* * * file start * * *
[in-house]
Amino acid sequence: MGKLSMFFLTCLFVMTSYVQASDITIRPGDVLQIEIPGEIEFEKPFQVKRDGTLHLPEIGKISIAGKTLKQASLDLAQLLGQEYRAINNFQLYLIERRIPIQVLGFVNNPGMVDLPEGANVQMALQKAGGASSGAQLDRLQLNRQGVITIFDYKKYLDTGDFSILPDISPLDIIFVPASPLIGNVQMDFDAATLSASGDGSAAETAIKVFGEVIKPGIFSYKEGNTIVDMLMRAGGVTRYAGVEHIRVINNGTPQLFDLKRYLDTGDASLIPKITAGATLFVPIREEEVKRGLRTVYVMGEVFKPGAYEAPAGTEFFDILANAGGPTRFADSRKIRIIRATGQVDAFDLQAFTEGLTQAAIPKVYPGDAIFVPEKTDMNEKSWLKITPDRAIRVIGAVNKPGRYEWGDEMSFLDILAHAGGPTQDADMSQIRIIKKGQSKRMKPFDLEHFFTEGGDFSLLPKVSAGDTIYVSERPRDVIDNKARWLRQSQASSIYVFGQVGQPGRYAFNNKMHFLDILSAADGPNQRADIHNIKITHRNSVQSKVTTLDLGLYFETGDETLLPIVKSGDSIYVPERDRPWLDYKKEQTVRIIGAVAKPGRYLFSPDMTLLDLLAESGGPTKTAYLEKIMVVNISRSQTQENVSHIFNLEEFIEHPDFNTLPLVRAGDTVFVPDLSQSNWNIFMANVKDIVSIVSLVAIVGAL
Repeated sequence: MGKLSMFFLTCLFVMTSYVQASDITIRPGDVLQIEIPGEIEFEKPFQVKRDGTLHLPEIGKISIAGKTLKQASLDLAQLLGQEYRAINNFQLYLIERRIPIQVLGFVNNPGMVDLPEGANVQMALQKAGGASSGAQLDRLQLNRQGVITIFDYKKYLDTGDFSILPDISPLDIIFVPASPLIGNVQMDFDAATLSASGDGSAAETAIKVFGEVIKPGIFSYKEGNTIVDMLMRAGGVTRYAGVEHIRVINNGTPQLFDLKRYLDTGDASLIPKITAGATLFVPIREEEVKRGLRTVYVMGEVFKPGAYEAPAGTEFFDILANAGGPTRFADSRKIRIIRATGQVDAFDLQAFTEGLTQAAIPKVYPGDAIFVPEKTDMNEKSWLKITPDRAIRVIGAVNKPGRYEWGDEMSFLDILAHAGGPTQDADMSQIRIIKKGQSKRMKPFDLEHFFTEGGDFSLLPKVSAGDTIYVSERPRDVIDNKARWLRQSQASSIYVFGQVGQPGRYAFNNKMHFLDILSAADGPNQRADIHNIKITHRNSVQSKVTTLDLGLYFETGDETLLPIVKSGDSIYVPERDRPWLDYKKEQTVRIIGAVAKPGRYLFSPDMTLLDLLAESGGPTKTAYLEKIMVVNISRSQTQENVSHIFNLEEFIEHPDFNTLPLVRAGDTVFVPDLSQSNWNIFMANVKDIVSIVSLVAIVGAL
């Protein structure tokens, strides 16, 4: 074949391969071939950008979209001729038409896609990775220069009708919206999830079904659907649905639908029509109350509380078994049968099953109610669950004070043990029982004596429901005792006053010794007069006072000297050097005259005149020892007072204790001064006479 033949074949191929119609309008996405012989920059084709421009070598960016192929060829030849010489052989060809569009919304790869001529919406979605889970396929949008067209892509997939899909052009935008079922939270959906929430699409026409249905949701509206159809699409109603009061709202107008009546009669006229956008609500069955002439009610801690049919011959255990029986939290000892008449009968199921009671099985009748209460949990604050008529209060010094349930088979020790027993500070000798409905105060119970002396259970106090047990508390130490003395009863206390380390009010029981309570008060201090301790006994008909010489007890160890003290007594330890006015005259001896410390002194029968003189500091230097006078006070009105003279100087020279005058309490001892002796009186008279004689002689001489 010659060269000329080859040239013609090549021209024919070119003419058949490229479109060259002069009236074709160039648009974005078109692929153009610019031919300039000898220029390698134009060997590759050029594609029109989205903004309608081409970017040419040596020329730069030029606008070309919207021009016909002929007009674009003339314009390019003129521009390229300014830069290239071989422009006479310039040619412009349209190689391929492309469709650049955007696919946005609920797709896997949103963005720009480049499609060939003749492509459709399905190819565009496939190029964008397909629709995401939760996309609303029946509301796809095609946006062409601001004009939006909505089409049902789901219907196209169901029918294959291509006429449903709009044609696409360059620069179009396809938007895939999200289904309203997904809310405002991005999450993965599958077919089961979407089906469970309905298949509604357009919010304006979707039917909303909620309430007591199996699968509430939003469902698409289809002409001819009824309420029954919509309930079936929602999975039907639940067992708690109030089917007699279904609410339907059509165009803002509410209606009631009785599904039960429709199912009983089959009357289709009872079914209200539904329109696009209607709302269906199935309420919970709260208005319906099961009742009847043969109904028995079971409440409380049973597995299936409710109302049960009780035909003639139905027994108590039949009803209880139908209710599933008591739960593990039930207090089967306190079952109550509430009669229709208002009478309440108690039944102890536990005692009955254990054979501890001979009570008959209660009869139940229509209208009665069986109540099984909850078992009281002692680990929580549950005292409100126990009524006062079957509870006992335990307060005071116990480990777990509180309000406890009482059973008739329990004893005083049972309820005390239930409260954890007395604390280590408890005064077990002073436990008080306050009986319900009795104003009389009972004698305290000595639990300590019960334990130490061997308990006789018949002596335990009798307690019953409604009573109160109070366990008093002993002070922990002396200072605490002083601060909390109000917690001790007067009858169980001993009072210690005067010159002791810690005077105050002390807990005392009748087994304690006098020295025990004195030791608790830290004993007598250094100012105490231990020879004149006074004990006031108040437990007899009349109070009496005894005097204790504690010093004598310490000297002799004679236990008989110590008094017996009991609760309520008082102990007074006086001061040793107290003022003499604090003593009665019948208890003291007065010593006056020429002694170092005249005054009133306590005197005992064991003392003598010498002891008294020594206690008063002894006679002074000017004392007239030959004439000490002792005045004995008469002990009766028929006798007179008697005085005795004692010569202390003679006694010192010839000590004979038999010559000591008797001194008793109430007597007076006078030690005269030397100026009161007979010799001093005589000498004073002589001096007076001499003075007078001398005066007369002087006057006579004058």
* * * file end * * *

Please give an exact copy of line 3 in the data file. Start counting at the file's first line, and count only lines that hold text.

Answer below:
Repeated sequence: MGKLSMFFLTCLFVMTSYVQASDITIRPGDVLQIEIPGEIEFEKPFQVKRDGTLHLPEIGKISIAGKTLKQASLDLAQLLGQEYRAINNFQLYLIERRIPIQVLGFVNNPGMVDLPEGANVQMALQKAGGASSGAQLDRLQLNRQGVITIFDYKKYLDTGDFSILPDISPLDIIFVPASPLIGNVQMDFDAATLSASGDGSAAETAIKVFGEVIKPGIFSYKEGNTIVDMLMRAGGVTRYAGVEHIRVINNGTPQLFDLKRYLDTGDASLIPKITAGATLFVPIREEEVKRGLRTVYVMGEVFKPGAYEAPAGTEFFDILANAGGPTRFADSRKIRIIRATGQVDAFDLQAFTEGLTQAAIPKVYPGDAIFVPEKTDMNEKSWLKITPDRAIRVIGAVNKPGRYEWGDEMSFLDILAHAGGPTQDADMSQIRIIKKGQSKRMKPFDLEHFFTEGGDFSLLPKVSAGDTIYVSERPRDVIDNKARWLRQSQASSIYVFGQVGQPGRYAFNNKMHFLDILSAADGPNQRADIHNIKITHRNSVQSKVTTLDLGLYFETGDETLLPIVKSGDSIYVPERDRPWLDYKKEQTVRIIGAVAKPGRYLFSPDMTLLDLLAESGGPTKTAYLEKIMVVNISRSQTQENVSHIFNLEEFIEHPDFNTLPLVRAGDTVFVPDLSQSNWNIFMANVKDIVSIVSLVAIVGAL